35.6 4.5 (0.5) Ba 5.9 (0.5) Ba 27.4 (1.7) Ca 31.1 (1.6) Ca

 Bark on log, area
Radial force 19% 35%
(N/mm) (%)

27.7 24.5 (1.9) Aa 12.2 (2.0) Ab
31.7 7.9 (1.9) Ba 4.8 (1.9) Ba
35.6 4.7 (2.0) Ca 3.0 (2.0) Ca

(a) Numbers in parentheses are standard errors of the mean.
(b) Means within a column (radial force comparison) followed by the same
uppercase letter are not significantly different at the 5 percent
probability level. Comparisons apply to individual debarking parameters.
(c) Means within a row (overlap comparison) followed by the same
lowercase letter are not significantly different at the 5 percent
probability level. Comparisons apply to individual debarking parameters.

Table 4. -- Means (%), standard error of the mean (%), and multiple
comparison tests between means for wood volume loss, wood in bark, and
bark remaining on frozen and thawed logs of balsam fir. (a)

 Wood volume loss Wood in bark
Frozen Thawed Frozen Thawed
 (%)

2.7 (0.3) A (b) 0.6 (0.3) B 15.8 (1.1) A 6.8 (1.0) B

 Bark on log, area
Frozen Thawed
 %

24.5 (3.9) A 16.1 (3.6) B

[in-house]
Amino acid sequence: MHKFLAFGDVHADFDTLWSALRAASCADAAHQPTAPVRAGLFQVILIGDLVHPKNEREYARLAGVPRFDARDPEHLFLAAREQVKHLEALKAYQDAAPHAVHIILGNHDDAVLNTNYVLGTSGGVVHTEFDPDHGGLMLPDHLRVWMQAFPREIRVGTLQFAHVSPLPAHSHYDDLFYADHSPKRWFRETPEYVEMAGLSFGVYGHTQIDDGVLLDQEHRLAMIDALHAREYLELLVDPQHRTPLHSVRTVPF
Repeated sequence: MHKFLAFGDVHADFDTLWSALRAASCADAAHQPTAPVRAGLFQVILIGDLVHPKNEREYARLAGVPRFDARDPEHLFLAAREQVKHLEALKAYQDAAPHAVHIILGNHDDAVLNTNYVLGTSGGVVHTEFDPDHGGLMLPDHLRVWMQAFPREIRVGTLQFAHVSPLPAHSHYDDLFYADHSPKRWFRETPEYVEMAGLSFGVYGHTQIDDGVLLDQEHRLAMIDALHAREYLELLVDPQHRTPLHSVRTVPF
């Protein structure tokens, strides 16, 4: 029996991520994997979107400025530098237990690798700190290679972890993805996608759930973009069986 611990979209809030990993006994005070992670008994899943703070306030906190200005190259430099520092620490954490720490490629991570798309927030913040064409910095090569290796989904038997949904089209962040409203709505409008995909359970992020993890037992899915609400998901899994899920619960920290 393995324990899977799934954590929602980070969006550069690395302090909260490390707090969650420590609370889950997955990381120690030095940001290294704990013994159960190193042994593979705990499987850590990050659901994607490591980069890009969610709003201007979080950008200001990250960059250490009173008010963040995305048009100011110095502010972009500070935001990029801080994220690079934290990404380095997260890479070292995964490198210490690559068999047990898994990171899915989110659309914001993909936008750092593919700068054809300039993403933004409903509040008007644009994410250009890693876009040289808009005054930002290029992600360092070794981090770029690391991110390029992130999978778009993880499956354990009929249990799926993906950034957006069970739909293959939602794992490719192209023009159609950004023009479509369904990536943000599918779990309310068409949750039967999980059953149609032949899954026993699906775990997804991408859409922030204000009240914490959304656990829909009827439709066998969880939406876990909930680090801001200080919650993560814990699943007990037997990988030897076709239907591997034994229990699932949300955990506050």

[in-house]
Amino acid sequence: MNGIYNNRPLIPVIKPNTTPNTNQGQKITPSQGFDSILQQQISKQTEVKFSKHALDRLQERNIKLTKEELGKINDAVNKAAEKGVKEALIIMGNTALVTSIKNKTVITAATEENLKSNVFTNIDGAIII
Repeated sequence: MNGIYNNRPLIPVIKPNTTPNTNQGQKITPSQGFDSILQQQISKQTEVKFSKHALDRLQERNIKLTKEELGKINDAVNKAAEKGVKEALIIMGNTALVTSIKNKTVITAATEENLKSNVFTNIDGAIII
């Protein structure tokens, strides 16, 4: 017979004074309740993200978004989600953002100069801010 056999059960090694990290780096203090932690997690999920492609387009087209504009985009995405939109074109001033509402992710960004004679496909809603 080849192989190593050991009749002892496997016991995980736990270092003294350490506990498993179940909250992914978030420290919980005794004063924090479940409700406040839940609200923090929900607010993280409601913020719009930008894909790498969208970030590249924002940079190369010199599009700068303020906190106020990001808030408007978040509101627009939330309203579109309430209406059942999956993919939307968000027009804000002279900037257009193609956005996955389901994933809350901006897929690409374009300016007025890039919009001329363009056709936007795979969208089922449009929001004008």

(a) Numbers in parentheses are standard errors of the mean.
(b) Means followed by the same capital letter are not significantly
different at the 5 percent probability level. Comparisons apply to
individual debarking parameters.


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Benoit Laganiere

Roger E. Hernandez*

The authors are, respectively, Research Scientist, Forintek Canada Corp., 319 rue Franquet, Quebec, QC, Canada G1P 4R4 (formerly a Graduate Student at Laval Univ.); and Professor, Dept. of Wood and Forest Sciences, Laval Univ., Quebec City, QC, Canada G1K 7P4. The authors wish to thank Luc Bedard, Odile Fleury, Yves Giroux, Alan Kostiuk, Ahmed Koubaa, Yves Levesque, Richard Moreau, Anne Richard, and Ghislain Veilleux for their assistance with this project. They gratefully acknowledge Bowater Forest Products Inc. in Degelis, QC, Canada for supplying equipment and mill facilities for this study. The mention of trade names does not constitute endorsement by the authors or their institutions. This paper was received for publication in August 2002. Article No. 9536.

*Forest Products Society Member.
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Date:Mar 1, 2005